Whoever was fidding in the panel last really didn't know what they were
Whoever was last doing electrical work on this panel probably shouldn't be invited to return for more, given what they managed to screw up with your shop circuit. Your GE panel, instead of using tandem breakers (2 breaker mechanisms in a single pole frame) for "double-stuffing" the panel, uses a half-width breaker frame instead, and your panel is indeed loaded mostly with THQP half-width breakers.
This is fine as long as you're dealing with 120V circuits; however, a 240V circuit requires two breaker poles that land on adjacent bus stabs. For full-width breakers like the 90A subpanel breaker in the bottom-right, this is trivial. However, half-width two-pole breakers like the ones used for the two 20A circuits for your shop require a bit of care to ensure that they end up straddling two bus stabs, as the breaker for the working circuit is doing, instead of being crammed onto a single bus stab in the fashion that was done for the breaker feeding your broken circuit.
GE CTL panels such as yours, furthermore, have a rejection feature in them that should prevent the last installer from doing what they did. As a result, either your faulty 240V circuit was fed by a pair of handle-tied single-pole half-width breakers (which the rejection feature can't stop from being mis-inserted), or the installer must have done something sketchy to get the breaker to fit where it didn't belong.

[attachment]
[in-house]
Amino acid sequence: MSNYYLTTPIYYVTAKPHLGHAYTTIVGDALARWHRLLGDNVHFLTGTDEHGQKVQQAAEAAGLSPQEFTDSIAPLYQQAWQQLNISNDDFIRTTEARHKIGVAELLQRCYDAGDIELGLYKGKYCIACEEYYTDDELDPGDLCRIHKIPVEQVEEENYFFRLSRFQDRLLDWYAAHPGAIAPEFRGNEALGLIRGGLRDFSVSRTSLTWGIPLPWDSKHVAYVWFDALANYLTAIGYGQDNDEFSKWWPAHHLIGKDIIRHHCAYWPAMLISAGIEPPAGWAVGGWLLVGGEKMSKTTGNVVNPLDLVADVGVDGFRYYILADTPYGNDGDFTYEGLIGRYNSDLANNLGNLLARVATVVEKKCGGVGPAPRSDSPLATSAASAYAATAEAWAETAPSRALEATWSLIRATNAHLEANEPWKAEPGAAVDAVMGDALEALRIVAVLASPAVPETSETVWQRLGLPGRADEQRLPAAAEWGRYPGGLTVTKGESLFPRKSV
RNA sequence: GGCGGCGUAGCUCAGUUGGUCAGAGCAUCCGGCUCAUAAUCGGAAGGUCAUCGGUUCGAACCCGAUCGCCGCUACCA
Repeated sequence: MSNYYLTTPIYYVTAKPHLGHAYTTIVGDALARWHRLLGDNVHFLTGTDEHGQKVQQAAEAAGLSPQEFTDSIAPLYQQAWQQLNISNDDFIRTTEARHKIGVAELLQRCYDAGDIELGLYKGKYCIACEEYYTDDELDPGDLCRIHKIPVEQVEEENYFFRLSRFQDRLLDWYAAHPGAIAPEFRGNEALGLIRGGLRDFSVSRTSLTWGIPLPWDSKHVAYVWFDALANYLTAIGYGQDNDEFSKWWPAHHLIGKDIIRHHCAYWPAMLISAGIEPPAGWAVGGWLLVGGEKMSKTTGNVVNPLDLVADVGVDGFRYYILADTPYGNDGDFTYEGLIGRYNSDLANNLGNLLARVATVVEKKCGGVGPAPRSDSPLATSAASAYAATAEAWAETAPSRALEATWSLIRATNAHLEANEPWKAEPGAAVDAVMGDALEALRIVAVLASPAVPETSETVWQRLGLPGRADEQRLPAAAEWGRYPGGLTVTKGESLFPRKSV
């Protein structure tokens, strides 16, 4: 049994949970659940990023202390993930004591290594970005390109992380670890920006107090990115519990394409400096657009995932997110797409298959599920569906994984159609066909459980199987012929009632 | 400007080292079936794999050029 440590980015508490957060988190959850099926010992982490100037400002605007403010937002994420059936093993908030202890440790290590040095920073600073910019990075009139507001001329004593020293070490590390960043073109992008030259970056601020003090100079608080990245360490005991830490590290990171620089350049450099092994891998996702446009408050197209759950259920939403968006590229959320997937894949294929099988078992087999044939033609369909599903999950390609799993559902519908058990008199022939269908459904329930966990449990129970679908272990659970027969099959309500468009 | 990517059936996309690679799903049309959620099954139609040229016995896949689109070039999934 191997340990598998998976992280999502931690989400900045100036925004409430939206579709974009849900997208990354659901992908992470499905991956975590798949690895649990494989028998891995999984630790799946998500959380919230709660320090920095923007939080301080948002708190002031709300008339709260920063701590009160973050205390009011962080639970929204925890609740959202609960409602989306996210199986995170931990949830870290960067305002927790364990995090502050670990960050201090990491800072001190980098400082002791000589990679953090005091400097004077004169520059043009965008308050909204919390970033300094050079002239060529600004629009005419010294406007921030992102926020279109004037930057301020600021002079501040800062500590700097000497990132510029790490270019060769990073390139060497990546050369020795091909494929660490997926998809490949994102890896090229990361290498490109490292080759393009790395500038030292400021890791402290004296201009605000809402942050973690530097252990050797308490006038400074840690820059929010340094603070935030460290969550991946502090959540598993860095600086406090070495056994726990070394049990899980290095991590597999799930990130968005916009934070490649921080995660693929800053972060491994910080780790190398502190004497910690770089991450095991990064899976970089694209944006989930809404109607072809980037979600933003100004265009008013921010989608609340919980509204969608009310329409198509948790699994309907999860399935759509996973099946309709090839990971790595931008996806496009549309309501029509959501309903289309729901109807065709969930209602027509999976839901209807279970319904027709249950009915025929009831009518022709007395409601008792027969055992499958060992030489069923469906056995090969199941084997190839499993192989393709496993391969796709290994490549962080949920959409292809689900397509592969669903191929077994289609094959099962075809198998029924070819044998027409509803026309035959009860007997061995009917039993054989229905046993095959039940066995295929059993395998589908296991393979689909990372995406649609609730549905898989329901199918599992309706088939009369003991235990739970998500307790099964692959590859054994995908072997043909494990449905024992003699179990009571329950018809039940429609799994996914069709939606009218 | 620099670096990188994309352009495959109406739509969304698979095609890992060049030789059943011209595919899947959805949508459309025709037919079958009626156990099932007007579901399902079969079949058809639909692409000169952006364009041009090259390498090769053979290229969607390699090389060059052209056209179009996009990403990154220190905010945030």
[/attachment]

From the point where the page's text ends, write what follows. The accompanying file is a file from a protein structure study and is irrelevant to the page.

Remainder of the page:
So, I would ask the electrician to pack a couple of THQP120s, a TQLFP1, and a THQP220, and have them move the faulty 240V circuit over to the bottom-left of the panel between the two existing 20A 120V circuits there, replacing the existing 20A breakers in the process. They then can plug the hole left by removing the old breaker with said filler plate since we don't know if that bus stab's even usable any longer after potentially being abused by the prior installer.